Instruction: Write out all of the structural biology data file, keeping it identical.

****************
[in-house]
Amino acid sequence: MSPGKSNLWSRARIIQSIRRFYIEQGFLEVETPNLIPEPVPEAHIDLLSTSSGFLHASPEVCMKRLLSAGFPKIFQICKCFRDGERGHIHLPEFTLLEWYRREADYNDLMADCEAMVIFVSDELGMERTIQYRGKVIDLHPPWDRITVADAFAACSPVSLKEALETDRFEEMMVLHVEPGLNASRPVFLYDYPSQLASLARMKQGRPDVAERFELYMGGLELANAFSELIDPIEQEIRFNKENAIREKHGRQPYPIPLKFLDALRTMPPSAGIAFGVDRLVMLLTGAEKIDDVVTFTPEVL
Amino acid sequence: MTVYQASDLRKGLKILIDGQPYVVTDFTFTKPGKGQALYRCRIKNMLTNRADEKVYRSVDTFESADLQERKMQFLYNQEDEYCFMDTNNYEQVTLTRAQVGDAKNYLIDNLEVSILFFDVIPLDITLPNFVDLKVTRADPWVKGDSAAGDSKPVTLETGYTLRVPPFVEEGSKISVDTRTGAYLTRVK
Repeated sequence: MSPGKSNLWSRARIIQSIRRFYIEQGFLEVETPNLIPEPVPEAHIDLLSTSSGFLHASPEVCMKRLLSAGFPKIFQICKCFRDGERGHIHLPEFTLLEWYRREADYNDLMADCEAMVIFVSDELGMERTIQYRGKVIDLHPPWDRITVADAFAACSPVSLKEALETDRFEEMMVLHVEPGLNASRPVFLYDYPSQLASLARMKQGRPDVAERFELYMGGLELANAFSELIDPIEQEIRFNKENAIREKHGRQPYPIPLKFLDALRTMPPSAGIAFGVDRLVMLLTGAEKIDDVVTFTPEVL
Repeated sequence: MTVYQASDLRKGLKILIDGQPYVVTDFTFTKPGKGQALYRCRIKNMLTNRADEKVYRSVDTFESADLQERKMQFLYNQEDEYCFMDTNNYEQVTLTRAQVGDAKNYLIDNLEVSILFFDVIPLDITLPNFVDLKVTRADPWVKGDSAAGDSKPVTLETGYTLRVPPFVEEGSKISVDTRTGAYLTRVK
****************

[in-house]
Amino acid sequence: MSPGKSNLWSRARIIQSIRRFYIEQGFLEVETPNLIPEPVPEAHIDLLSTSSGFLHASPEVCMKRLLSAGFPKIFQICKCFRDGERGHIHLPEFTLLEWYRREADYNDLMADCEAMVIFVSDELGMERTIQYRGKVIDLHPPWDRITVADAFAACSPVSLKEALETDRFEEMMVLHVEPGLNASRPVFLYDYPSQLASLARMKQGRPDVAERFELYMGGLELANAFSELIDPIEQEIRFNKENAIREKHGRQPYPIPLKFLDALRTMPPSAGIAFGVDRLVMLLTGAEKIDDVVTFTPEVL
Amino acid sequence: MTVYQASDLRKGLKILIDGQPYVVTDFTFTKPGKGQALYRCRIKNMLTNRADEKVYRSVDTFESADLQERKMQFLYNQEDEYCFMDTNNYEQVTLTRAQVGDAKNYLIDNLEVSILFFDVIPLDITLPNFVDLKVTRADPWVKGDSAAGDSKPVTLETGYTLRVPPFVEEGSKISVDTRTGAYLTRVK
Repeated sequence: MSPGKSNLWSRARIIQSIRRFYIEQGFLEVETPNLIPEPVPEAHIDLLSTSSGFLHASPEVCMKRLLSAGFPKIFQICKCFRDGERGHIHLPEFTLLEWYRREADYNDLMADCEAMVIFVSDELGMERTIQYRGKVIDLHPPWDRITVADAFAACSPVSLKEALETDRFEEMMVLHVEPGLNASRPVFLYDYPSQLASLARMKQGRPDVAERFELYMGGLELANAFSELIDPIEQEIRFNKENAIREKHGRQPYPIPLKFLDALRTMPPSAGIAFGVDRLVMLLTGAEKIDDVVTFTPEVL
Repeated sequence: MTVYQASDLRKGLKILIDGQPYVVTDFTFTKPGKGQALYRCRIKNMLTNRADEKVYRSVDTFESADLQERKMQFLYNQEDEYCFMDTNNYEQVTLTRAQVGDAKNYLIDNLEVSILFFDVIPLDITLPNFVDLKVTRADPWVKGDSAAGDSKPVTLETGYTLRVPPFVEEGSKISVDTRTGAYLTRVK